To further investigate the repressing activity of HySp5 on the HyWnt3 promoter, we performed luciferase reporter assays in human HEK293T cells (Fig. 4a–c). As the HyWnt3–2149:Luc construct shows a very low basal activity, we co-expressed a constitutively active form of β-Catenin (CMV:huΔβ-Cat)36 that enhances by ~10-fold the luciferase activity (Fig. 4b). In such conditions, the co-expression of HySp5 significantly reduces the activity of the HyWnt3 promoter (Fig. 4b). This effect was not observed when a partial version of HySp5 lacking the DNA-binding domain was used, indicating that the repressive effect of HySp5 is DNA-binding dependent (Fig. 4b). Two adjacent cis-regulatory modules were previously identified in the HyWnt3 promoter, a 599 bp-long activator that contains three clustered TCF binding sites and a 386 bp-long repressor sequence19, located immediately downstream (Fig. 4a, Supplementary Fig. 13a). This repressor module, highly conserved across Hydra species (Fig. 4a), is necessary for the Sp5-mediated Wnt3 repression, as the repression is no longer observed when this element is removed (Fig. 4b). Among the four constructs that harbor limited deletions within the Wnt3 repressor element, the construct containing both the -386/-286 and the -95/-1 sequences is the only one repressed by Sp5 (Fig. 4c), suggesting that the Sp5-dependent Wnt3 repression requires the cooperative activity of these two elements.
To test whether Sp5 also represses Wnt3 transcription in vertebrates we tested the 4 kb promoter region of the zebrafish Wnt3 locus in reporter assays where the zebrafish paralogs ZfSp5a and ZfSp5l1 are expressed (Fig. 4d, e). As for the HyWnt3–2149 construct, the transcriptional activity of the ZfWnt3–3997 construct was strongly enhanced by huΔβ-Cat, but repressed upon co-expression of ZfSp5a or ZfSp5l1 (Fig. 4e). The repressor activity of ZfSp5a was abolished when the DNA-binding domain was deleted. Although the zebrafish Wnt3 promoter does not share obvious sequence homologies with that of the HyWnt3 promoter, we could identify regions evolutionarily-conserved across different teleost lineages as well as TCF binding sites (TCF-BS) (Fig. 4d, Supplementary Fig. 13b). ChIP-qPCR experiments performed in transfected HEK293T identified two evolutionarily-conserved elements within the ZfWnt3 promoter directly bound by ZfSp5a (Fig. 4f).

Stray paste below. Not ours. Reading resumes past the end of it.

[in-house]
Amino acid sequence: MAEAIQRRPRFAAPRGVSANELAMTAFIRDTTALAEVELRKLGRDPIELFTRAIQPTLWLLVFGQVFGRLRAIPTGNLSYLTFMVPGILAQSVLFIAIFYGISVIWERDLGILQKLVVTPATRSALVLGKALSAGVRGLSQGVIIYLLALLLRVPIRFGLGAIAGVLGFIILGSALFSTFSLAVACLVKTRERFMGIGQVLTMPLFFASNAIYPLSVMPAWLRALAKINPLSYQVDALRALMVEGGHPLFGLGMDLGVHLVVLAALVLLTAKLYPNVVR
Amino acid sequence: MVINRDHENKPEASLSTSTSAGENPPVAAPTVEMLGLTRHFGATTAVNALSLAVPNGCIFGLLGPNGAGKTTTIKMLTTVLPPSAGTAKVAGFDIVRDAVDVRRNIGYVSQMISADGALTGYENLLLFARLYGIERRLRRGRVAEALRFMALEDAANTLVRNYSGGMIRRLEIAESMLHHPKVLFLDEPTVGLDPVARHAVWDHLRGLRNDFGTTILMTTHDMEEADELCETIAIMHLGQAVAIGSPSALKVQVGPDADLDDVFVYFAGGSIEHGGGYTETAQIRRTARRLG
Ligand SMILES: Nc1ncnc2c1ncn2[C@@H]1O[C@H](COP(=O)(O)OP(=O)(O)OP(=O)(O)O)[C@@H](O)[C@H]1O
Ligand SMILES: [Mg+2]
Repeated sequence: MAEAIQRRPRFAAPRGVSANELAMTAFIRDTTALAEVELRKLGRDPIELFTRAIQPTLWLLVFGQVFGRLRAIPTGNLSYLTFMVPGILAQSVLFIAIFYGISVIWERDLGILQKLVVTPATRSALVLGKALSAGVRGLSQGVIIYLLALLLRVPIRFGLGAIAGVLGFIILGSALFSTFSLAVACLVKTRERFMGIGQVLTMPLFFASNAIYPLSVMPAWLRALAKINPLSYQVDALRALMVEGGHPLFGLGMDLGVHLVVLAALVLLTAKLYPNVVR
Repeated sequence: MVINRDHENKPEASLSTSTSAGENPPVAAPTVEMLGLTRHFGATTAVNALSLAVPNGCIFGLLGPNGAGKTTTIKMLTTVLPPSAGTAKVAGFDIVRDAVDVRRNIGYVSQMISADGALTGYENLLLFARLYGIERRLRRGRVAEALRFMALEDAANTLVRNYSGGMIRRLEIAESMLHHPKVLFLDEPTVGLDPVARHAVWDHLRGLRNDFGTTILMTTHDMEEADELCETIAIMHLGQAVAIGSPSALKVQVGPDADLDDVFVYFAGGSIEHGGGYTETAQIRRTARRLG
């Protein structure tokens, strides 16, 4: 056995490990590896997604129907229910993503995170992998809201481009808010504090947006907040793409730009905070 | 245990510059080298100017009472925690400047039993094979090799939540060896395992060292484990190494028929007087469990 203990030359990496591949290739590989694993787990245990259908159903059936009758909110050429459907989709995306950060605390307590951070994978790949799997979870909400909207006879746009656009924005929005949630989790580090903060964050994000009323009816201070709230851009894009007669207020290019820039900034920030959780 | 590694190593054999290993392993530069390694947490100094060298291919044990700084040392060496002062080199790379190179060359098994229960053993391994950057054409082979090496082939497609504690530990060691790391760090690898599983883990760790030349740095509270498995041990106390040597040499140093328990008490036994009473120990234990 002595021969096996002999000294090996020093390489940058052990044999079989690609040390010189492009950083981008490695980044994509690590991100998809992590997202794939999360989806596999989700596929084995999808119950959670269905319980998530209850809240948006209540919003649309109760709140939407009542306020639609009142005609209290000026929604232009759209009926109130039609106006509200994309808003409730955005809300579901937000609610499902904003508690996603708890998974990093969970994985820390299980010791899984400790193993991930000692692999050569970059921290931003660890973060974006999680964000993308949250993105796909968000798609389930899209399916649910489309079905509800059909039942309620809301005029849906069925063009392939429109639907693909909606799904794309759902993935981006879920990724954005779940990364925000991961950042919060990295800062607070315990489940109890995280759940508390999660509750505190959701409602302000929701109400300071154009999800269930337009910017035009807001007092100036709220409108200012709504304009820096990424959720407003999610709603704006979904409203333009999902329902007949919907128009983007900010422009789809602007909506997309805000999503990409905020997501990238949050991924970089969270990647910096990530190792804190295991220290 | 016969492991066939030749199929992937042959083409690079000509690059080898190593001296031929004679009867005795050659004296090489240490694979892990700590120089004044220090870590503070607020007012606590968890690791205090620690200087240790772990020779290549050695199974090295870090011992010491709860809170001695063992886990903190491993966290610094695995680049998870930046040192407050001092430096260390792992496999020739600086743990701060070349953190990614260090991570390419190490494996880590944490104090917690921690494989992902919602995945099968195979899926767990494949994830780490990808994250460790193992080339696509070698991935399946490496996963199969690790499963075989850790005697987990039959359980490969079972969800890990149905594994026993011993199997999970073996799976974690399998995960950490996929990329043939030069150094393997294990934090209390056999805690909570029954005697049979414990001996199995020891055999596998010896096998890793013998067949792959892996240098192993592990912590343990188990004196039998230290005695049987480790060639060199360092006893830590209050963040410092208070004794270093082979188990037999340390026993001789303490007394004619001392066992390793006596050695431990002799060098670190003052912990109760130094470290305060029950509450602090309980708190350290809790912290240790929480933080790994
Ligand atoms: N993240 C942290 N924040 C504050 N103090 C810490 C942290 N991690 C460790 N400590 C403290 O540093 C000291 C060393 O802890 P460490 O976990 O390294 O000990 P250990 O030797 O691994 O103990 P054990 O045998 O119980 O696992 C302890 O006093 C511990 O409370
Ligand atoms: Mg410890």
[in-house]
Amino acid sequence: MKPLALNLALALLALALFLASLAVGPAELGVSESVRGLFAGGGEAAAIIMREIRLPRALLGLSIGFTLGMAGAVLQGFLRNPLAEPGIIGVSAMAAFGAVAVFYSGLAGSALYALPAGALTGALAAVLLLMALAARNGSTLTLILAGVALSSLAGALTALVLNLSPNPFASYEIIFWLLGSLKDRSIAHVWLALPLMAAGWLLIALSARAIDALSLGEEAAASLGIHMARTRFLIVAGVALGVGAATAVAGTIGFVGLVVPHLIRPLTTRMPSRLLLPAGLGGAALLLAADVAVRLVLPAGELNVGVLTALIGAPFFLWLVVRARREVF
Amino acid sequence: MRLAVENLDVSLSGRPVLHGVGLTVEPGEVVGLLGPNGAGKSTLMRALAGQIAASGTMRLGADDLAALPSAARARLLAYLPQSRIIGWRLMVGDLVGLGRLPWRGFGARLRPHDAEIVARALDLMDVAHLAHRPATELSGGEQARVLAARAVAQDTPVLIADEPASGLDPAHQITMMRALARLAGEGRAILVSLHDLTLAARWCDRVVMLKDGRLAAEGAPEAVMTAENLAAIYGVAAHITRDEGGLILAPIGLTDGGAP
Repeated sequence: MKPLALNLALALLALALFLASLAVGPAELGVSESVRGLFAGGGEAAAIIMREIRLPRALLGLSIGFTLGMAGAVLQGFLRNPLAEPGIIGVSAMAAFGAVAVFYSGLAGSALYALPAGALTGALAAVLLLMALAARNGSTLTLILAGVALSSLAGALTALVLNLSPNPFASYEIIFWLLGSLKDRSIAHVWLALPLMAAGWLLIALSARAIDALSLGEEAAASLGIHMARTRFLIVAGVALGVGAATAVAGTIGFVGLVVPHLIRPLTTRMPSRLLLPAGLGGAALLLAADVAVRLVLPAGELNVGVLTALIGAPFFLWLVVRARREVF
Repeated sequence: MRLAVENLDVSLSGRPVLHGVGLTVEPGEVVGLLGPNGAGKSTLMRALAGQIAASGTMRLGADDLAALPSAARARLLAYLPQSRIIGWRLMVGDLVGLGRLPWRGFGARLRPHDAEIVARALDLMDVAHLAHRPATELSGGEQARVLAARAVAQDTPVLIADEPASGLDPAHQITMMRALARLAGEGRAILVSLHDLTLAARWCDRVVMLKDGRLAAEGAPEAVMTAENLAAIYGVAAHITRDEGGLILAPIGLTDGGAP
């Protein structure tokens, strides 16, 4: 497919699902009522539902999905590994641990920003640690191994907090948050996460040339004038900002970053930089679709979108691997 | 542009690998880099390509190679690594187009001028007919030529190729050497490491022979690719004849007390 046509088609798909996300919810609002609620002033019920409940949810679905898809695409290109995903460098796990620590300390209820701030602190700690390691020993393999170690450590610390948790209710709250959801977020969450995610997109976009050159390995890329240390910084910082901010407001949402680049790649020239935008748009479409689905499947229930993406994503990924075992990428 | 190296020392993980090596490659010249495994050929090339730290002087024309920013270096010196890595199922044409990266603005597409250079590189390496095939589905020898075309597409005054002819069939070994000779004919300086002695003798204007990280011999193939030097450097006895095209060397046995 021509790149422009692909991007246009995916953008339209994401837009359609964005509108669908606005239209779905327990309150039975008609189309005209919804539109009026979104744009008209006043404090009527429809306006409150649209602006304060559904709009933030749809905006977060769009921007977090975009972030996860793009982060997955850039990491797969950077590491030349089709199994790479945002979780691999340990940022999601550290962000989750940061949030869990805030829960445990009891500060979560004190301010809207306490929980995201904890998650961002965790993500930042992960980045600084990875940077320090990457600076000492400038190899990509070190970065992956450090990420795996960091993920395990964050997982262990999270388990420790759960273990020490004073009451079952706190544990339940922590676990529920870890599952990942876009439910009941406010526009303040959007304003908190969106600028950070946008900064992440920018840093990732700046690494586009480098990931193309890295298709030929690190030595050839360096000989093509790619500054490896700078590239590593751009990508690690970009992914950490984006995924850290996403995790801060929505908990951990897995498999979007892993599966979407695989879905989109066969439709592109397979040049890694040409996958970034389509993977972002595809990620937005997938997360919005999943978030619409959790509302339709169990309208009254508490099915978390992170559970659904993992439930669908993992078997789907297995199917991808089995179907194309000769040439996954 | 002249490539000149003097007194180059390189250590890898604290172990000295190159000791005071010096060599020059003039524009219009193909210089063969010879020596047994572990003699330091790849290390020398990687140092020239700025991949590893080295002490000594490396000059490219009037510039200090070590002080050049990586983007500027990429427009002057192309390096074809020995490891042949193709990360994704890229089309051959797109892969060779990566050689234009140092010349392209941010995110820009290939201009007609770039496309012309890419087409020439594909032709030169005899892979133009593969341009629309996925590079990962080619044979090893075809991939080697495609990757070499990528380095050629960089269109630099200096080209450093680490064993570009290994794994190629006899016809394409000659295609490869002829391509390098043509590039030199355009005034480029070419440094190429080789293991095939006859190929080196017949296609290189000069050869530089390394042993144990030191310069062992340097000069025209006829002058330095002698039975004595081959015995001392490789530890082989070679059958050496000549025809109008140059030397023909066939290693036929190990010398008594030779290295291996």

Wnt/β-catenin signaling regulates HySp5 expression
In planarians as in zebrafish and mammals, the canonical Wnt/β-catenin pathway positively regulates the expression of Sp525,27,31,37. In mammals, Sp5 has also been reported to auto-regulate its expression, although studies in human and mouse embryonic stem cells (ESCs) differ on whether Sp5 acts positively or negatively on its own promoter31,37. In Hydra, a two days exposure to ALP suffices to upregulate Sp5 expression along the body column (Fig. 5a, Supplementary Fig. 14), suggesting that Sp5 regulation by the Wnt/β-catenin pathway predates the divergence of cnidarians. To test this hypothesis, we cloned 2’992 bp of the HySp5 promoter, a region that is evolutionarily-conserved across Hydra species and contains five putative TCF binding sites (Fig. 5b, Supplementary Fig. 13c). We evidenced its responsiveness to Wnt/β-catenin signaling, as we recorded a significant upregulation of the activity of the HySp5–2992:Luc reporter construct when the human WNT3, LRP6 or huΔβ-Cat proteins were co-expressed (Fig. 5c). In addition, we found that HySp5 can bind its own promoter as in ChIP-qPCR experiments Sp5 binding is significantly enriched in two neighboring regions located immediately upstream of the Sp5 Transcriptional Start Site (TSS) (Fig. 5d). Furthermore, co-expression of HySp5–2992:Luc and HySp5, alone or in combination with huΔβ-Cat resulted in a strong increase in luciferase activity (Fig. 5e). In mouse ESCs, Sp5 interacts with β-catenin and Tcf-Lef1 to regulate gene expression31. As anticipated, we found in a ChIP-seq analysis the mouse Sp5 and β-catenin proteins enriched in the same region of the Sp5 promoter (Supplementary Fig. 15a), suggesting a possible cooperation to regulate Sp5 transcription. We performed co-immunoprecipitation experiments with HEK293T cells co-transfected with HySp5 and huΔβ-Cat or huTCF1 and observed an interaction between HySp5 and these factors (Fig. 5f, Supplementary Fig. 15b–c). These results indicate that HySp5, similarly to its mammalian cognates, can act as an activator or a repressor of transcription and that Hydra and vertebrate Sp5 can interact with β-catenin or TCF1.